There’s a saying that good things come in small packages. Hanna Mapley who works for the Department of Human Services couldn’t agree more when it comes to her children, after giving birth to not one but two premmie babies.
Hanna distinctly remembers the end of 2006 for a number of reasons. Australian icons Steve Irwin and Peter Brock both died unexpectedly and she gave birth to her first child, Darcy.
Darcy was born at 33 weeks and spent the first five weeks of his life in hospital.
“My pregnancy was all going smoothly until 32 weeks I experienced some bleeding so I did what any expectant parent would do and went to the hospital,” Hanna said.
The hospital told her everything looked fine and sent her home. However, a week later, her waters broke and she delivered Darcy weighing only 4.9 pounds.
While the nurses spent the first few hours caring for Darcy, Hanna said her emotions swayed between the elation of having a newborn and the stress of having a premature baby.
“The first 24 hours were the hardest because I felt like I missed some of that initial bonding experience because I couldn’t hold or fed him,” she said.
“My mind raced with the fear of the unknown. Are his organs fully developed? Will he have heart problems?
“He was hooked up and fed through a tube for three weeks. He was also part of what we affectionately called ‘club med’, where he was placed under a UV light in his first week to treat his jaundice.
“Darcy had a few small issues, like two of his toes were joined. We opted to wait a while and separate them when he was older.”
Hanna said the hardest moment was realising she had to return home each day without Darcy.
“Leaving the hospital without my beautiful little bundle of joy for the first time was the hardest part of the entire experience,” she said.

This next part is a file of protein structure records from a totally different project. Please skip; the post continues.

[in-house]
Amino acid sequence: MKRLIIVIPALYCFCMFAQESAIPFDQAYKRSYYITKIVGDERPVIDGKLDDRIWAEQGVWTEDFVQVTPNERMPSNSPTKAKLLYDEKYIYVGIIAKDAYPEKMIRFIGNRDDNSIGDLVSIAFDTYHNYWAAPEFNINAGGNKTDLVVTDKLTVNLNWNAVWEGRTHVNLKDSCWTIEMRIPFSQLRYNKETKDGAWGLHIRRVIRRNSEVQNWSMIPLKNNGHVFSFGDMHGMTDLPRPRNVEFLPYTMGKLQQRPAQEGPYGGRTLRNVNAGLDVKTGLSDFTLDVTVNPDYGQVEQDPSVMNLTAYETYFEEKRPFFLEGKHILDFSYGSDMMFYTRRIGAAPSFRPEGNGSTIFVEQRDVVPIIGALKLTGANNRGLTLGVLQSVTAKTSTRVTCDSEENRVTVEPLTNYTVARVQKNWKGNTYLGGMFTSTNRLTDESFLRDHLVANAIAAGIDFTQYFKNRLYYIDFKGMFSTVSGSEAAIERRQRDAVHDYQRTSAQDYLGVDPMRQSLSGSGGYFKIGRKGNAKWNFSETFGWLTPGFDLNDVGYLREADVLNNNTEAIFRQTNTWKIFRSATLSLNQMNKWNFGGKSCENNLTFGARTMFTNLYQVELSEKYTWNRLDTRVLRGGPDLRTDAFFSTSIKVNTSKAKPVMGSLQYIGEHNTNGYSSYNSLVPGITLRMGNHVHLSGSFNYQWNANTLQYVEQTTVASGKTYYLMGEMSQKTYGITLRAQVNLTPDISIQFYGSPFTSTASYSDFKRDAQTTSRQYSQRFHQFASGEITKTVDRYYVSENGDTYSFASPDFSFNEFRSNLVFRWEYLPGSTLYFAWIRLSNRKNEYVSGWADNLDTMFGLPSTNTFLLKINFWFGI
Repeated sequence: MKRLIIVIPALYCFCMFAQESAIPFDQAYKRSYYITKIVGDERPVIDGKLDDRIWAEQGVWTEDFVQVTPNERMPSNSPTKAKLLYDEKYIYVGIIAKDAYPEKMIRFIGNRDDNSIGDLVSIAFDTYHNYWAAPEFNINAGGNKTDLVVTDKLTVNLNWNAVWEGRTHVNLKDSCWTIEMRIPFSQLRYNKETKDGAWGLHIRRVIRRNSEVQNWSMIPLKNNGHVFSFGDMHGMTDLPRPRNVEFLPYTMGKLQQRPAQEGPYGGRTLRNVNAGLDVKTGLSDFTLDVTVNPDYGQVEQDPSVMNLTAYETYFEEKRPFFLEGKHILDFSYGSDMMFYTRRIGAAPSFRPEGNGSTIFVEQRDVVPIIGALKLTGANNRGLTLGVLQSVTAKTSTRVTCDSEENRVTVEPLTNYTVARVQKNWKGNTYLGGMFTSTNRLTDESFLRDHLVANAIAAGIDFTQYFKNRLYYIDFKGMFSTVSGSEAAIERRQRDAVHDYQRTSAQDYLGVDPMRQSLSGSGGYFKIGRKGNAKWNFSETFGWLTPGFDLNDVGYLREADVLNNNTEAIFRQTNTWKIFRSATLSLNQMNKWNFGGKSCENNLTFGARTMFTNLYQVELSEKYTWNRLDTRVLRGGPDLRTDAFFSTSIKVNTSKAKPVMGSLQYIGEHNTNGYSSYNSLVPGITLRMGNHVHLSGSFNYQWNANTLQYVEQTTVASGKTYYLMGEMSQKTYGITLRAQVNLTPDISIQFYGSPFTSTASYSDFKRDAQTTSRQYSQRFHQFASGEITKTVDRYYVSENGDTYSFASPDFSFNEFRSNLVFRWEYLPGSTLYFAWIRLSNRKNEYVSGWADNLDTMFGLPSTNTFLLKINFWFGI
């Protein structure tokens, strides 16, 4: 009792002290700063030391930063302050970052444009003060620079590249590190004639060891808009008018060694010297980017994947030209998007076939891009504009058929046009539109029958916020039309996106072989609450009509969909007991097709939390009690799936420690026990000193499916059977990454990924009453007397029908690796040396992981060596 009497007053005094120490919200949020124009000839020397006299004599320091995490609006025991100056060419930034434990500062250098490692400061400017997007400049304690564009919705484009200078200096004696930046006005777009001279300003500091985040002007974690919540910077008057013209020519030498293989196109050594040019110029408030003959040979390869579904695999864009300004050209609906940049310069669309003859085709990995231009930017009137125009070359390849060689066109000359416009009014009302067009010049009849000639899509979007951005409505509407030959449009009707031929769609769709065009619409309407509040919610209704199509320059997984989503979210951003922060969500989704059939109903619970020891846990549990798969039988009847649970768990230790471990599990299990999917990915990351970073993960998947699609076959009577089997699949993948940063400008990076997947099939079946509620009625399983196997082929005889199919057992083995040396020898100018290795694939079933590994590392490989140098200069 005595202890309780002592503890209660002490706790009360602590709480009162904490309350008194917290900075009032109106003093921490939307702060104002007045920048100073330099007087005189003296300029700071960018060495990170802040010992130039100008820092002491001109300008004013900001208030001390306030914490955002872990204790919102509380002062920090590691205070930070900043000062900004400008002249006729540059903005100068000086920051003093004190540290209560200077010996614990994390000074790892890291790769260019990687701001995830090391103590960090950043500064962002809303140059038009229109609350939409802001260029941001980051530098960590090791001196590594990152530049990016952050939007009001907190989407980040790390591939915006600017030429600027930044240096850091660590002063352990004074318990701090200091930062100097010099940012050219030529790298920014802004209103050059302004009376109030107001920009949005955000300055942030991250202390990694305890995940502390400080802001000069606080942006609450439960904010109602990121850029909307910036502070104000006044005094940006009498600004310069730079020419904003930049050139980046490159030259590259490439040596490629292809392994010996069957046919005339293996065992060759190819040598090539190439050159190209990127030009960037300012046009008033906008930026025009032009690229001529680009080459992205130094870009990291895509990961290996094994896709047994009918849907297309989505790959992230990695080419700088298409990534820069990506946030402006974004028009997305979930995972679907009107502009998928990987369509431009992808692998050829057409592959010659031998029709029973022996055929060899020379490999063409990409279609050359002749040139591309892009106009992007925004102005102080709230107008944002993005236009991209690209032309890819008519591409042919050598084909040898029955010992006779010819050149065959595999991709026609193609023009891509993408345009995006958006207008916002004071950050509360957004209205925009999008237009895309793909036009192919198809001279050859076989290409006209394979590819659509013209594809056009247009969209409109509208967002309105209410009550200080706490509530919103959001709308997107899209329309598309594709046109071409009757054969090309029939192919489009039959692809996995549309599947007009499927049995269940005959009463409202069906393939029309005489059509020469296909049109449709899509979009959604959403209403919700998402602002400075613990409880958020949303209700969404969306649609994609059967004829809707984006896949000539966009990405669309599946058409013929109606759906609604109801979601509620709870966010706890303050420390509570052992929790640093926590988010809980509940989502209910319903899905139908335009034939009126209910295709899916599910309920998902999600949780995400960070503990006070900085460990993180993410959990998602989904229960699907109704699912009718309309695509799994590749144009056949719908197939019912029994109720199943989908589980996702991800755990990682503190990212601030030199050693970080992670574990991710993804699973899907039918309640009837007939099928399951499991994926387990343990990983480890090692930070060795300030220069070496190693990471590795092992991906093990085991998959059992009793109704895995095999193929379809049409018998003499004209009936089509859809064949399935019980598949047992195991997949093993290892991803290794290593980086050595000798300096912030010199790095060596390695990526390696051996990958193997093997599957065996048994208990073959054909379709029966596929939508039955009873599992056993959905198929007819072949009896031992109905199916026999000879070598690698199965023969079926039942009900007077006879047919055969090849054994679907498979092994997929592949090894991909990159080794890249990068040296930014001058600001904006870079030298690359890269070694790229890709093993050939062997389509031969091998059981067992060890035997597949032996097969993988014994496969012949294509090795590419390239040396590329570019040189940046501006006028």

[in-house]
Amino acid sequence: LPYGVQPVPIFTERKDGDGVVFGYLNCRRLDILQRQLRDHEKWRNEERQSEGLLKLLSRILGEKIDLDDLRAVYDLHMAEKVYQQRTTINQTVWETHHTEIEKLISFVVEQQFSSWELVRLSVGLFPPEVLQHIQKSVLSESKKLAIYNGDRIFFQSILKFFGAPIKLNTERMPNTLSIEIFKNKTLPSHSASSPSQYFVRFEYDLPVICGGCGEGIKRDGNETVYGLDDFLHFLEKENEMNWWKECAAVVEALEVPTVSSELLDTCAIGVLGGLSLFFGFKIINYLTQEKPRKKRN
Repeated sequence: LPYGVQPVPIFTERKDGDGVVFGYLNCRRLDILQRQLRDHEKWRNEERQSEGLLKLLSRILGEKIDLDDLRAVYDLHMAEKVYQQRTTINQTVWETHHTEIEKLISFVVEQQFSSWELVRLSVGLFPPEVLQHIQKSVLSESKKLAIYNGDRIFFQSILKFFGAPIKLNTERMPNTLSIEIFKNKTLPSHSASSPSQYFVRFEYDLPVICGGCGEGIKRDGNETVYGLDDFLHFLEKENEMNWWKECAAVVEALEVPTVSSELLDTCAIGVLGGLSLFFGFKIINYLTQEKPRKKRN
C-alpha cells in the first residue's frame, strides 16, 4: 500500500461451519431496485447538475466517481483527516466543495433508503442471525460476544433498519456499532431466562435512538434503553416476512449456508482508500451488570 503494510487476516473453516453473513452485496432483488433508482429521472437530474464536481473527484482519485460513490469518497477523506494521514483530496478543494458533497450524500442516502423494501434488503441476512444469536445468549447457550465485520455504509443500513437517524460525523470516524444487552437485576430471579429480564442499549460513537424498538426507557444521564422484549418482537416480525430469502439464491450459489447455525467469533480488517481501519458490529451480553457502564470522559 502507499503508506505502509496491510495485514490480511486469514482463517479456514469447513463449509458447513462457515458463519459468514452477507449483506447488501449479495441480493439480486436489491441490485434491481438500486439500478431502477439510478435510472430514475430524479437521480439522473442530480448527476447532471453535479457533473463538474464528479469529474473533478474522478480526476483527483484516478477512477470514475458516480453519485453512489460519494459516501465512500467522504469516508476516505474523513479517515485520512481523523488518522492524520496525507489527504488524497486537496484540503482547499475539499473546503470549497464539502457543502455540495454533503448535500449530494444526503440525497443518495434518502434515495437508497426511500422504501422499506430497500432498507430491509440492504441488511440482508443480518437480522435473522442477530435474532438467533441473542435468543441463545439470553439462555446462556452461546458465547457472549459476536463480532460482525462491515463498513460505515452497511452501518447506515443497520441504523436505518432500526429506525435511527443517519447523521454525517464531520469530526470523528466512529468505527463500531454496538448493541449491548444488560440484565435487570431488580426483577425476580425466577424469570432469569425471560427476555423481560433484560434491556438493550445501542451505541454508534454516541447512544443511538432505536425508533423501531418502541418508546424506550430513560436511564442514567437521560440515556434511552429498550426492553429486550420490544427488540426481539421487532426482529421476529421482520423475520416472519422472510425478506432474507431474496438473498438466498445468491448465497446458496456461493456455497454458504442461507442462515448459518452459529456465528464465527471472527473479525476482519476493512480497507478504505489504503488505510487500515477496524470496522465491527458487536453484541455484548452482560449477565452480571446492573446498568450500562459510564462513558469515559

“I remember being nervous about not knowing what would happen while I was away. Once the nurses put my mind at rest and told me that while Darcy was small, he was strong and healthy, I felt much more comfortable.
“Once we went home, we were having long days at the hospital, often 13 or 14 hour days.
“If I could give one piece of advice to other mums who have premmie babies, it would be to be kind to yourself. Having a premmie baby isn’t something you can control and there are many factors outside of your control that you can’t blame yourself for.
“Allow yourself time to cry and be angry because you need to let it out or it’ll sneak up on you down the track.”
Four years later, Hanna would find herself in a very similar rollercoaster ride with her daughter Remi, who entered the world at 34 weeks and weighing 5.5 pounds.
“What’s amazing with Remi was I had a work farewell that afternoon and headed home with a sore back around 4 pm,” Hanna said.
“Within hours, I’d given birth to Remi.
“When I think about it now, I was probably in labour all day and just brushed it off as a sore back.
“I was surprised how much of a difference there was between Darcy being born at 33 weeks and Remi being born 34 weeks. Darcy gained weight in very small amounts while Remi was having big weight gains at every weigh in.”
Hanna said some of her fondest memories are of the nurses in the Neonatal Intensive Care Unit (NICU).
“I’ll never forget the amazing nurses I had for my babies,” she said.
“They always made us feel welcomed and involved. While they were in the NICU, the nurses let us help check their temperature and monitor their levels the entire stay.
“The hospital staff in general were also fantastic. They were the perfect balance or caring and tough love when we needed it. Both babies paediatrician were also incredibly kind, which we are thankful for every day.”
Between Darcy and Remi, they spent a combined total of 60 days in hospital. Darcy was there for five weeks and Remi was lucky enough to only require three and a half weeks care.
These days Darcy and Remi are like every other child in the school yard. While they were both a little late to take their first steps—18 months – they haven’t stopped. Now they’re running around on the soccer field and getting right into their swimming.
“Darcy and Remi both have their own beautifully unique personalities but they’ve given me more smiles and laughter over the years than I ever thought possible,” Hanna said.
Hanna is just one of many of the families around the world feeling their way through the unknown. World Prematurity Day is a day to celebrate those tiny babies who made it and to remember all the precious babies who didn’t make it home and continue to live with them in our hearts.
The Miracle Babies Foundation provides support to parents and families of premature babies once the baby is well enough to go home. You can also call their 24 hour support line on 1300 622 243 for information and advice.